From the Press

SBS Trustee, Colin Strang Steel responds to a recent article in The Scottish Farmer:

Sir, – Your dramatic front page story in The Scottish Farmer, April 13 and forthright editorial about the killing of a golden eagle by a sea eagle should act as a long overdue wake-up call to self-professed conservationists and government departments alike.

They should note that reintroductions and blanket protection of certain potentially problematic species is counter-productive and unsustainable.

Unfortunately, our largely urban population who are subjected to a barrage of so-called nature programmes on television have been led to believe that harmony exists in the countryside and if there should be a problem, then nature will find its balance.

The reality is that those who should know better are unwilling to face up to the fact that in our largely managed countryside, nature is currently out of balance, with an overabundance of some problematic, predatory and scavenging species.

While lambs have become an increasingly regular target for Scotland’s burgeoning sea eagle population, ground-nesting farm and upland birds like skylark, curlew, golden plover and lapwing face an increasingly hostile environment and if they do manage to produce some eggs by avoiding the attention of badgers, buzzards, crows, foxes and gulls, the chances are that their young will be taken by one or other of these predators before reaching maturity.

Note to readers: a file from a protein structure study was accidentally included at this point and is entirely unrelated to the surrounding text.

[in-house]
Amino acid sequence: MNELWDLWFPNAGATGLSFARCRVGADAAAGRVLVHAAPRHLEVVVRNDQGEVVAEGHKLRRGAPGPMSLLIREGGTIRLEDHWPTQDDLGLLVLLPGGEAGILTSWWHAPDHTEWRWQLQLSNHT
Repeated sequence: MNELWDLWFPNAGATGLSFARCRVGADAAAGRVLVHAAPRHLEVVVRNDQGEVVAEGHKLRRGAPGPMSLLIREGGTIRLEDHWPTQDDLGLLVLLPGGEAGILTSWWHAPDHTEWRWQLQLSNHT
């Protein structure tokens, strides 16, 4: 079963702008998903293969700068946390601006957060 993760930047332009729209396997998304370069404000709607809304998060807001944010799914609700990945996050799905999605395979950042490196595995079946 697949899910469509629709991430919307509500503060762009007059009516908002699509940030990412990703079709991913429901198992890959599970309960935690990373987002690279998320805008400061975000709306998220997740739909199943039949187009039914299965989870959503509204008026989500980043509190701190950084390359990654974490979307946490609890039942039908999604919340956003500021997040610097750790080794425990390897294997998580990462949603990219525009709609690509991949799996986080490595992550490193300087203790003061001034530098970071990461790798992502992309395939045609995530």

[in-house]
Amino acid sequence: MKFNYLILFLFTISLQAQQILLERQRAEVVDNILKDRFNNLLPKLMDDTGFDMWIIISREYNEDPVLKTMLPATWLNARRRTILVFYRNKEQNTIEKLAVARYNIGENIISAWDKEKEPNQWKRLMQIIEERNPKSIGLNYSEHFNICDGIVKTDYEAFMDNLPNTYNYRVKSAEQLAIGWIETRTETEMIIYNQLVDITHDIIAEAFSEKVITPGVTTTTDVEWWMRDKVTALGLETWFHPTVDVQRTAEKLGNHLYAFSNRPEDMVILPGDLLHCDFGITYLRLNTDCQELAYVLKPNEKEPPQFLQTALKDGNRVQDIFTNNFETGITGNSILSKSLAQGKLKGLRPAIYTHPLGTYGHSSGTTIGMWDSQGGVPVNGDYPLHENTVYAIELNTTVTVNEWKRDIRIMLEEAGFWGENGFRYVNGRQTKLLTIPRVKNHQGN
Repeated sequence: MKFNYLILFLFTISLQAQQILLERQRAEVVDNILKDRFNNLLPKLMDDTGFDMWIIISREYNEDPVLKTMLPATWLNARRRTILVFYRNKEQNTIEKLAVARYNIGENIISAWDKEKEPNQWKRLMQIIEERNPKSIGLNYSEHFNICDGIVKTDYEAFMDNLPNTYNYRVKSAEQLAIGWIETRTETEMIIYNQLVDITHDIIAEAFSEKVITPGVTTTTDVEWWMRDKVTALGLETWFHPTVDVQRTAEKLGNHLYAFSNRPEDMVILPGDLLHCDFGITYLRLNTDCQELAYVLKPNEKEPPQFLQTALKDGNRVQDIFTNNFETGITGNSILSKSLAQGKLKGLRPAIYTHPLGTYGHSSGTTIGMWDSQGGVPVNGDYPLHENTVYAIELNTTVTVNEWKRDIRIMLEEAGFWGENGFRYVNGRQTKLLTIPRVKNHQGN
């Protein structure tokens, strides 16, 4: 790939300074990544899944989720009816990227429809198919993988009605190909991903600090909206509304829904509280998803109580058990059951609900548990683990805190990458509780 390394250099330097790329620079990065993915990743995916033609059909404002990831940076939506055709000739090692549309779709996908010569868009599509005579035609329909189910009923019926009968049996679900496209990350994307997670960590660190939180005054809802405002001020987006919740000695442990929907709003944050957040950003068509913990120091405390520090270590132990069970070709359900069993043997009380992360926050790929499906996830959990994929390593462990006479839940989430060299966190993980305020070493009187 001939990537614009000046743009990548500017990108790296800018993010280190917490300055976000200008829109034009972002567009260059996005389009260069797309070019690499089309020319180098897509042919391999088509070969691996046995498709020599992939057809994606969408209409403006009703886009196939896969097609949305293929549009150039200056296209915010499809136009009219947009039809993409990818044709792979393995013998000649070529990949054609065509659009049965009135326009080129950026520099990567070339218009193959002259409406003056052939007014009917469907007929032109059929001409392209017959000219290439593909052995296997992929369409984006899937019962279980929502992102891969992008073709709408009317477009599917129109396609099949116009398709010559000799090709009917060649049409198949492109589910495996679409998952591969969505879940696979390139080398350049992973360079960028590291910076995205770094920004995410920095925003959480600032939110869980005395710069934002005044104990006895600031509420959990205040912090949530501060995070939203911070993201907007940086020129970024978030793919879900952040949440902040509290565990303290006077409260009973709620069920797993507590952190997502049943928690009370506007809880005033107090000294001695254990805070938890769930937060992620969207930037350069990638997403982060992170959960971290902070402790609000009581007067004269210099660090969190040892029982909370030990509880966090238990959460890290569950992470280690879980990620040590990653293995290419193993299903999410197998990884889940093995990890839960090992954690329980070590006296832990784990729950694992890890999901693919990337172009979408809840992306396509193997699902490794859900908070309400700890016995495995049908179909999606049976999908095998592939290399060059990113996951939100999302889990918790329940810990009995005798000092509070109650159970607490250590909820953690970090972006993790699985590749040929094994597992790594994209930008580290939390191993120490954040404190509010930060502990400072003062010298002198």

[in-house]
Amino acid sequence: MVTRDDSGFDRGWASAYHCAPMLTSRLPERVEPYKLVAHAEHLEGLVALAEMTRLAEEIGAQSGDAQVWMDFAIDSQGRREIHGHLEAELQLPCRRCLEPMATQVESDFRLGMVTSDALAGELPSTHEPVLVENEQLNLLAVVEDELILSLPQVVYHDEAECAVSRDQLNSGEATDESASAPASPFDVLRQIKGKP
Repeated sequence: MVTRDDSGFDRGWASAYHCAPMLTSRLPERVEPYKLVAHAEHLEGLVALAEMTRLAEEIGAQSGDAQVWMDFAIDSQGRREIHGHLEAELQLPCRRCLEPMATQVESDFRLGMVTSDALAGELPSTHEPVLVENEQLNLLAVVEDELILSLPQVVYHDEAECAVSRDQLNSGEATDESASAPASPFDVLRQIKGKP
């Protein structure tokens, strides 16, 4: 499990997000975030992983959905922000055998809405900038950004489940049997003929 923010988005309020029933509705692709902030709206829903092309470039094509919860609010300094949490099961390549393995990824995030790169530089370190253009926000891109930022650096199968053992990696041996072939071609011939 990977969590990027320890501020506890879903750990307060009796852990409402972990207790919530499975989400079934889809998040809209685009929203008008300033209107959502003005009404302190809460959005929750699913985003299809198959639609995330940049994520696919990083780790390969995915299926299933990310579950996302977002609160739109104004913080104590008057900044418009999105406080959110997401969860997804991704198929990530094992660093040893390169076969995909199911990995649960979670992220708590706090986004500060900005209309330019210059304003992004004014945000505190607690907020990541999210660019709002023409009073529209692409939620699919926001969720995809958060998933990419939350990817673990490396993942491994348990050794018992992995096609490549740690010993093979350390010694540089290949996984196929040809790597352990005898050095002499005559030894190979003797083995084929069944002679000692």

skylark

Even the best intentioned and properly targeted predator control is unlikely to do more than scratch the surface when many predatory and scavenging species are over-protected by law.

When a reintroduced species starts to cause problems for those who make their living from the land and help feed the nation to boot, as is happening with sea eagles, it is usually too late to do anything about it.

Because the farming community has been to the fore in pointing out the damage which these birds have been doing to sheep almost since the day they were first reintroduced, the government needs to intervene and agree on a practical solution to stop this problem and other similar ones from spreading.

At the same time, government departments also need to heed the constant warnings about the continuing loss of our wildlife, farm and songbirds in particular as a result of increased predation.

Colin Strang Steel

Trustee SongBird Survival,

Threepwood,

Galashiels.

Read the full opinions page in The Scottish Farmer here 


Related content